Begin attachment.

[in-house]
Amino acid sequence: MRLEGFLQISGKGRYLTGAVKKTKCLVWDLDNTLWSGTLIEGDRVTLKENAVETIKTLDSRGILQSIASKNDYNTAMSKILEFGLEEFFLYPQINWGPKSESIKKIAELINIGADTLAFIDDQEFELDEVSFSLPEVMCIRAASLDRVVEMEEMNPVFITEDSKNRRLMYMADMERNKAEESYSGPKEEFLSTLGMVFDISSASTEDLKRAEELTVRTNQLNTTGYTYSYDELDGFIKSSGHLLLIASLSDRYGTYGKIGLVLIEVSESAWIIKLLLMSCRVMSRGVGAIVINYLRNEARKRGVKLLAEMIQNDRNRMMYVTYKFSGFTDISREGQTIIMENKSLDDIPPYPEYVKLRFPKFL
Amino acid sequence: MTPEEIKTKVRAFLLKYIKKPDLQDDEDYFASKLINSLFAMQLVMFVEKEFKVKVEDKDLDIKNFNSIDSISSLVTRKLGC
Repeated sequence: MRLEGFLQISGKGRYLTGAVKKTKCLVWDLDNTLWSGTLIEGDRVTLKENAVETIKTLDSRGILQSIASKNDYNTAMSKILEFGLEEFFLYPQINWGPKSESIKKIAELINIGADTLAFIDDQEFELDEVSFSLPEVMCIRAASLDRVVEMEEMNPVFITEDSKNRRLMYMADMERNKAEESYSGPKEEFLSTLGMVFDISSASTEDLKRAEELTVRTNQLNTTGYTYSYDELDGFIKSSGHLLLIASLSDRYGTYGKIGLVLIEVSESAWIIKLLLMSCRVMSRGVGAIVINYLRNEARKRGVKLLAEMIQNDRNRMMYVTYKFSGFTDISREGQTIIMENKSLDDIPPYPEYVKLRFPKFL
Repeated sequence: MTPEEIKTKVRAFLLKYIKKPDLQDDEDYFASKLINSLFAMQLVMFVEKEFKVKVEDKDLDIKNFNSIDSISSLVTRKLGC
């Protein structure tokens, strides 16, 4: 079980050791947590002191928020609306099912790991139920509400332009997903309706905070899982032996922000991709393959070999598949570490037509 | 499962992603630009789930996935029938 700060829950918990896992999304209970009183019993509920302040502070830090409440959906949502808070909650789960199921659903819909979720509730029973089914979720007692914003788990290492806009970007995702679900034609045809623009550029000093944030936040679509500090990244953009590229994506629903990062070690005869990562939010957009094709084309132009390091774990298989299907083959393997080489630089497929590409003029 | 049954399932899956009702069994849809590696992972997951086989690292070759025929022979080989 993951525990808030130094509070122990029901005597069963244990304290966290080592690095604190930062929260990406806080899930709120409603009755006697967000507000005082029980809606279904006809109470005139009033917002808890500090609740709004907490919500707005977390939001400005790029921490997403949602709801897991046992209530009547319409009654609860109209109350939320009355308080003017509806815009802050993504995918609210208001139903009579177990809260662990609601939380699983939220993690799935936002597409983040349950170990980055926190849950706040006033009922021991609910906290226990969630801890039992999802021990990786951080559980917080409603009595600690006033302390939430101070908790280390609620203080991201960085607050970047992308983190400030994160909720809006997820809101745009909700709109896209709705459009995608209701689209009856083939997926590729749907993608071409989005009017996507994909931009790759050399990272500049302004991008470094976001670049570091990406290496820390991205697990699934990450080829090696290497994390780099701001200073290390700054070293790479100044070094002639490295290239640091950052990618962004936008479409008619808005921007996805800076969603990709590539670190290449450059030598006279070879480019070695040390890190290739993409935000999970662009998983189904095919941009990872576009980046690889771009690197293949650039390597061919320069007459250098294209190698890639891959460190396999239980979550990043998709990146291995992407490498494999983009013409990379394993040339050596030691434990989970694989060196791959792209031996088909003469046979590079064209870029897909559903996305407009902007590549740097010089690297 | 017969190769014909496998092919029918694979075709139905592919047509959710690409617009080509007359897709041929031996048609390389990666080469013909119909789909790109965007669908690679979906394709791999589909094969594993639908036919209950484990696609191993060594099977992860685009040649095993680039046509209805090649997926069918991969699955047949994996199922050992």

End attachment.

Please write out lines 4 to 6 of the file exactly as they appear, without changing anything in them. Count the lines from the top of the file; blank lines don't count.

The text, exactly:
Repeated sequence: MRLEGFLQISGKGRYLTGAVKKTKCLVWDLDNTLWSGTLIEGDRVTLKENAVETIKTLDSRGILQSIASKNDYNTAMSKILEFGLEEFFLYPQINWGPKSESIKKIAELINIGADTLAFIDDQEFELDEVSFSLPEVMCIRAASLDRVVEMEEMNPVFITEDSKNRRLMYMADMERNKAEESYSGPKEEFLSTLGMVFDISSASTEDLKRAEELTVRTNQLNTTGYTYSYDELDGFIKSSGHLLLIASLSDRYGTYGKIGLVLIEVSESAWIIKLLLMSCRVMSRGVGAIVINYLRNEARKRGVKLLAEMIQNDRNRMMYVTYKFSGFTDISREGQTIIMENKSLDDIPPYPEYVKLRFPKFL
Repeated sequence: MTPEEIKTKVRAFLLKYIKKPDLQDDEDYFASKLINSLFAMQLVMFVEKEFKVKVEDKDLDIKNFNSIDSISSLVTRKLGC
């Protein structure tokens, strides 16, 4: 079980050791947590002191928020609306099912790991139920509400332009997903309706905070899982032996922000991709393959070999598949570490037509 | 499962992603630009789930996935029938 700060829950918990896992999304209970009183019993509920302040502070830090409440959906949502808070909650789960199921659903819909979720509730029973089914979720007692914003788990290492806009970007995702679900034609045809623009550029000093944030936040679509500090990244953009590229994506629903990062070690005869990562939010957009094709084309132009390091774990298989299907083959393997080489630089497929590409003029 | 049954399932899956009702069994849809590696992972997951086989690292070759025929022979080989 993951525990808030130094509070122990029901005597069963244990304290966290080592690095604190930062929260990406806080899930709120409603009755006697967000507000005082029980809606279904006809109470005139009033917002808890500090609740709004907490919500707005977390939001400005790029921490997403949602709801897991046992209530009547319409009654609860109209109350939320009355308080003017509806815009802050993504995918609210208001139903009579177990809260662990609601939380699983939220993690799935936002597409983040349950170990980055926190849950706040006033009922021991609910906290226990969630801890039992999802021990990786951080559980917080409603009595600690006033302390939430101070908790280390609620203080991201960085607050970047992308983190400030994160909720809006997820809101745009909700709109896209709705459009995608209701689209009856083939997926590729749907993608071409989005009017996507994909931009790759050399990272500049302004991008470094976001670049570091990406290496820390991205697990699934990450080829090696290497994390780099701001200073290390700054070293790479100044070094002639490295290239640091950052990618962004936008479409008619808005921007996805800076969603990709590539670190290449450059030598006279070879480019070695040390890190290739993409935000999970662009998983189904095919941009990872576009980046690889771009690197293949650039390597061919320069007459250098294209190698890639891959460190396999239980979550990043998709990146291995992407490498494999983009013409990379394993040339050596030691434990989970694989060196791959792209031996088909003469046979590079064209870029897909559903996305407009902007590549740097010089690297 | 017969190769014909496998092919029918694979075709139905592919047509959710690409617009080509007359897709041929031996048609390389990666080469013909119909789909790109965007669908690679979906394709791999589909094969594993639908036919209950484990696609191993060594099977992860685009040649095993680039046509209805090649997926069918991969699955047949994996199922050992």